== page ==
On Thursday and Friday (November 18-19, 2021) the fourth interregional seminar of the CRAFTS CODE project took place on the topic of “how to support the craft sector through access to finance”. The event was organised by EOI-Fundesarte in a hybrid format, with online interventions and face-to-face presentations from the EOI facilities located in Madrid.
This virtual seminar presented a selection of good practices on innovative initiatives to access funding in the craft sector in Bulgaria, Ireland, Spain, Italy, Finland, and Hungary. In each of these countries, the project partners previously held meetings with local stakeholders to identify good practices and a selection of such initiatives was shared at last week’s meeting. The agenda for both days can be consulted on the CRAFTS CODE project website.
The European Commission is aware of the problem of the cultural and creative sectors to access funding, as extracted from its study: Survey on access to finance for cultural and creative sectors. One of the obstacles that start-ups face in accessing financing is the asymmetry between the information available to the company in relation to the market, which often leads to the abandonment of entrepreneurship by SMEs.
A key feature of companies in the cultural and creative sectors is that they rely heavily on intangible assets such as copyrights, licenses, and royalties. In addition to the difficulty of properly assessing intangible assets, such as intellectual property rights, creative talent and novelty, the market demand for products and services in the cultural and creative sectors is often very uncertain. The Covid-19 pandemic has even made it more difficult for some craft SMEs in the past year.
Entrepreneurs tend to be more content-oriented than commercial. Lack of business skills and financial support can hamper their ability to develop high-quality business plans or cash flow projections. Public support is very important for cultural and creative entrepreneurship: it can come from direct subsidies, tax incentives, public guarantee systems, loans from public administrations as shown by the examples presented by the project partners and its stakeholders.
Grants covering digitalization processes or marketing campaigns as well the participation at international fairs in different Spanish regions, or a platform which helps with the paperwork in Finland called UKKO as well as hard cash and soft support in order to build resilient businesses in Ireland or non-repayable grants and impact loans for the crafts sector that has been affected by covid-19 in order to consolidate, adapt, renew, innovate and/or reorganise their activities where some of the shared cases.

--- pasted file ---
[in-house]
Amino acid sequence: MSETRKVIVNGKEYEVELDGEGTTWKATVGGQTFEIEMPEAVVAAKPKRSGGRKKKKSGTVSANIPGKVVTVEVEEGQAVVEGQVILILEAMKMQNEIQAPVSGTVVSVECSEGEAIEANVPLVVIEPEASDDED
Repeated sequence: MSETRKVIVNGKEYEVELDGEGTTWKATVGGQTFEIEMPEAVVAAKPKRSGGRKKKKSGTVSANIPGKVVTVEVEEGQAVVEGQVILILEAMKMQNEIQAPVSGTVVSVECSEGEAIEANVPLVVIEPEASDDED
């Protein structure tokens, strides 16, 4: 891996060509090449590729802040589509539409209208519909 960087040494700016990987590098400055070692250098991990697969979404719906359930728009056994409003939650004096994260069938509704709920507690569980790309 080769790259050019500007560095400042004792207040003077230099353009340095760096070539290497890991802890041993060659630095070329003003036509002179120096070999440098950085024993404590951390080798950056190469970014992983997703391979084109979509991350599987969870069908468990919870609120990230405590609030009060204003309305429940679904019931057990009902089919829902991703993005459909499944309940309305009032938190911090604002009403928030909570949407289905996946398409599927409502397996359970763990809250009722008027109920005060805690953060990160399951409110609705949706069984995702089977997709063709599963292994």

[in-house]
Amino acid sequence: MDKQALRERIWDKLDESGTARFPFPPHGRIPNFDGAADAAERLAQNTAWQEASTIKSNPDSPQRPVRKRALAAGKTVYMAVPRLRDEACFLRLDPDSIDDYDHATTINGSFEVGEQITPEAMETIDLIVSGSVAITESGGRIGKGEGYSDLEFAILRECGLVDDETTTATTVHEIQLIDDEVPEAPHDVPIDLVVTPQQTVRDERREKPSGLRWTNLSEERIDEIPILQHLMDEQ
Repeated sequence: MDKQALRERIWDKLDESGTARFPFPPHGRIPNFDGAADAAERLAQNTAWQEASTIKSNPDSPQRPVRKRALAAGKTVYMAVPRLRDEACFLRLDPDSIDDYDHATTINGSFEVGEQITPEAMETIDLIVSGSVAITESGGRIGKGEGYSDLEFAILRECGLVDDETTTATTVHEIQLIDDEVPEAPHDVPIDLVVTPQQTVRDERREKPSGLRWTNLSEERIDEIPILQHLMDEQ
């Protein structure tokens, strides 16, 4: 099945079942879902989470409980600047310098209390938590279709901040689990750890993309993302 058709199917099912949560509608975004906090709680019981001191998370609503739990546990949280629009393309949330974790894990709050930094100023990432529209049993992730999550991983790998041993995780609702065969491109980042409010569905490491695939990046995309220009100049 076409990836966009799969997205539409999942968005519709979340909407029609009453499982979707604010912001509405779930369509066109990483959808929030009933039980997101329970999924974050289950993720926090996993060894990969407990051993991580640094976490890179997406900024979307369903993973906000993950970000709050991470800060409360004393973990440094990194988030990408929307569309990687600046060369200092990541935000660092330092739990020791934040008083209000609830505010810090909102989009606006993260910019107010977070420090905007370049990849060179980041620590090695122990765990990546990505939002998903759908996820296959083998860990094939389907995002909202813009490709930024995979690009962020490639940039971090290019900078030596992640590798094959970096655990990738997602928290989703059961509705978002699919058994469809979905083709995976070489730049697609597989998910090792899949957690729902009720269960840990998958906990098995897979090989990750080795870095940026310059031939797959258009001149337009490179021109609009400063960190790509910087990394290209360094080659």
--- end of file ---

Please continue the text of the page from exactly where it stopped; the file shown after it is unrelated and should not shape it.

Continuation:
In the case of Spain, the good practice of European Coworking of EOI was also presented by Eva Curto, a project developed by the EOI Foundation, within the framework of the Operational Program for Employment, Training and Education (POEFE) of the European Social Fund, whose main objective is to promote entrepreneurship. The EOI Foundation together with local Spanish institutions from all over the country have created more than 50 coworking spaces where entrepreneurs can spend the day working on their projects with all the necessary services, meet other entrepreneurs and receive personalized training and advice for 5 months, based on EOI's Agile methodology.
Participants of the seminar also undertook some study visits during their stay, they visited the Tourist Office of Castilla-La Mancha in Madrid, where tourism is very much linked to craft experiences, as well as some integrating and innovative craft shops. On Sunday, November 21st, a small group participated in the ‘Artesania no Prato’ fair in Santiago de Compostela. A fair linking crafts, design, and gastronomy that aims to connect nouvelle cuisine with the brand Artesanía de Galicia (Crafts from Galicia). The participants were shown all the stands of the fair, taking part in the show cooking sessions and enjoyed a private tour in the city of Santiago.
The overall objective of the CRAFTS CODE project, acronym in English for CReative Actions For Tailoring Smes' Competitive Development (creative actions to adapt the competitive development of SMEs), is to improve the competitiveness of SMEs in the craft sector by developing a framework for training policies and lifelong learning activities in collaboration with all stakeholders, as well as improving the implementation of regional development policies and programs that support SMEs at all stages of their life cycle to foster and drive their growth and promote innovation. The project is funded by the Interreg Europe program.